Many critics took issue with the film’s sentimental leanings, tonal shifts and multiple twists and turns. It failed to perform at the U.S. box office, earning under $1 million on a $25 million budget, and currently holds a 17 percent “Rotten” rating on Rotten Tomatoes.  

“In a lot of ways, [working with Van Sant] was great,” Sparling said. “One of my favorite directors. ‘Good Will Hunting’ remains one of my favorites. Working with him was great. But at the same time, there were elements with what he did with the movie that were surprising. I think it was tonally a bit of a departure from what I had in mind.”

Sparling took to Cannes’ beaches for solace in the hours after the disastrous premiere. Professional writers, their work being public by nature, tend to develop thick skin over time. Now, talking about the critical failure of “The Sea of Trees,” and how he coped, Sparling calls back to that notion and his home state.

“I live in Rhode Island, I’m from Rhode Island, my feet are very much on the ground,” he said. “That stuff helps. I realize that all this stuff, at the end of the day, it’s not real. The world around me, my friends and family, that’s what’s real. So in a way, I’m kind of able to laugh it off because I always feel like I’m playing with the house’s money.”

Now, Sparling is promoting his upcoming film “Greenland,” an apocalyptic tale in which comet shards threaten earth and every human life on it and the only safe space from the pending doom is deemed to be the country of Greenland. Starring Gerard Butler, the film was slated to be released in the summer, but the COVID-19 pandemic, as it did with many other releases, changed that.

“In gearing up for the release, this other shoe drops, the pandemic,” said Sparling. “By no means am I saying ‘poor me,’ because obviously, people have real problems when dealing with the pandemic and me having a movie released is certainly not that much to lament over, but I am human.”

 “As much as I would have promoted the movie, ethically I was kind of having a hard time with it, because I knew I would be encouraging people to go to the movies, which is somewhere that, across the board, people are saying isn’t necessarily the safest place to be here in the United States,” he continued. “So I was kind of having a difficult time wrestling with that.”

“Greenland” isn’t “Armageddon” or “Deep Impact” or “Independence Day.” Its aim, says Sparling, is much more intimate. Centered on a man and his wife and child as they race for the arctic country’s safety, the film is less interested in the apocalypse-ness of it all than it is on studying a family as they fight for survival against cosmic forces of nature.

“What I tried to do is generally what I like doing - seeing things through a narrower lens, as opposed to this giant, disaster movie where you’re checking in on what the government is doing,” said Sparling. “To me, that stuff is not interesting. I’m more interested in the very human experience, the every-person experience, in a situation like that. And what I decided to do was focus on this one family going through this cataclysm. They are the lens through which we are watching this experience play out. And I think because of that, the movie has a lot more heart, and honestly a lot more drama, than people would maybe anticipate.”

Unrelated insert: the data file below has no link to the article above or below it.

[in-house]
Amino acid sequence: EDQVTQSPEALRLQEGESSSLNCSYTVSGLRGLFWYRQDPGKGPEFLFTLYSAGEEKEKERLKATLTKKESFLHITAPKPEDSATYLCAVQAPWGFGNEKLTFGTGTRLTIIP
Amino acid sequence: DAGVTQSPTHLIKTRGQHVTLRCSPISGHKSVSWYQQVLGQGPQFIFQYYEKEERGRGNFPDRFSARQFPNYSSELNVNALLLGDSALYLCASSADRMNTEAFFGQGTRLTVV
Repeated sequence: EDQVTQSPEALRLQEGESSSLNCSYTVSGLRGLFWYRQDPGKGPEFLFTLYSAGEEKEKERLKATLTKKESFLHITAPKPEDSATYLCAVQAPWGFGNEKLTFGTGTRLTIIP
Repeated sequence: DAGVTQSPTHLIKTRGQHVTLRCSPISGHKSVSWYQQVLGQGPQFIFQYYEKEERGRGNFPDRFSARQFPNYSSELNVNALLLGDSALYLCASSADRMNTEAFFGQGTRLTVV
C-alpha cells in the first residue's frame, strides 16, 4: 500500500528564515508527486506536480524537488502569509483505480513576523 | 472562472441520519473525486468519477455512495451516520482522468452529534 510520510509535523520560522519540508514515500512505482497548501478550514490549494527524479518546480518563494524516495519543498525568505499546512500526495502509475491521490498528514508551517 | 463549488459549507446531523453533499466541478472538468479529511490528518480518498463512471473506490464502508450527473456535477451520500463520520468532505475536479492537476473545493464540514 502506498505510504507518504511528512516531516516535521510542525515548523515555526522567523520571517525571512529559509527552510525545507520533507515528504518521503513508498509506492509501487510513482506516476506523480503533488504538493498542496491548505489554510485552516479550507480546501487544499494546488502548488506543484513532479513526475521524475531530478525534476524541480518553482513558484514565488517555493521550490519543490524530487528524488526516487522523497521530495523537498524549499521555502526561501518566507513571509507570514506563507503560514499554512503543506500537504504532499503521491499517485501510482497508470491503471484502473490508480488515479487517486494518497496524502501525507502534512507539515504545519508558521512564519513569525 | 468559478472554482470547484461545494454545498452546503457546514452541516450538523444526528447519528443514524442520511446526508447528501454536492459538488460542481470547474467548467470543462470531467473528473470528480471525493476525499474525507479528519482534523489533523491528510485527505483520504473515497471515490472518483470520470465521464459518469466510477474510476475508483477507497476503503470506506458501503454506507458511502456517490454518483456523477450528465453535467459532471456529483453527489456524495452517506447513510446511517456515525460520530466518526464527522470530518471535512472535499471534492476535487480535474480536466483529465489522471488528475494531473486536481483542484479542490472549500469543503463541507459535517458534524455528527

A larger idea that helped inspire the “Greenland” script was human nature – the tendency to put something off or not say something we feel deeply because we believe our time is limitless and there will be other opportunities – and the kind of event, situation or moment big enough to cause a disruption of that automated mode.

“As we’re learning now, there might not be another time or things might not be exactly as they are now and that’s kind of where I started with ‘Greenland,’” said Sparling.

What’s more, there’s also a thick layer of analogy behind the film. Recently, scientists predicted Greenland would be one of the only safe places on the planet once sea level rise has a devastating effect on coastlines and countries throughout the world, and Donald Trump infamously reportedly wanted to purchase the country in 2019.

“This is something else – this movie, in a way for me, was always an allegory about climate change,” said Sparling. “That’s why I chose Greenland for where the bunkers are, to bring that thematically into the story, the idea being that with comets coming for earth, already we’re scrambling to take action, but we have this massive, massive existential threat facing us but it’s creeping closer. And we think we have all this time, but we don’t. There comes a point where we waited too long.”

In addition to “Greenland,” Sparling’s upcoming work includes the thriller “Lakewood,” which recently wrapped production in Ontario (under strict pandemic guidelines) and will star Watts. Further, his script “Intrusion” has been picked up by Netflix and has begun filming in New Mexico.

“Greenland” has been successful at the international box office and has been met with favorable reviews. The film will release digitally on demand on Dec. 18 and move to HBO Max in the new year.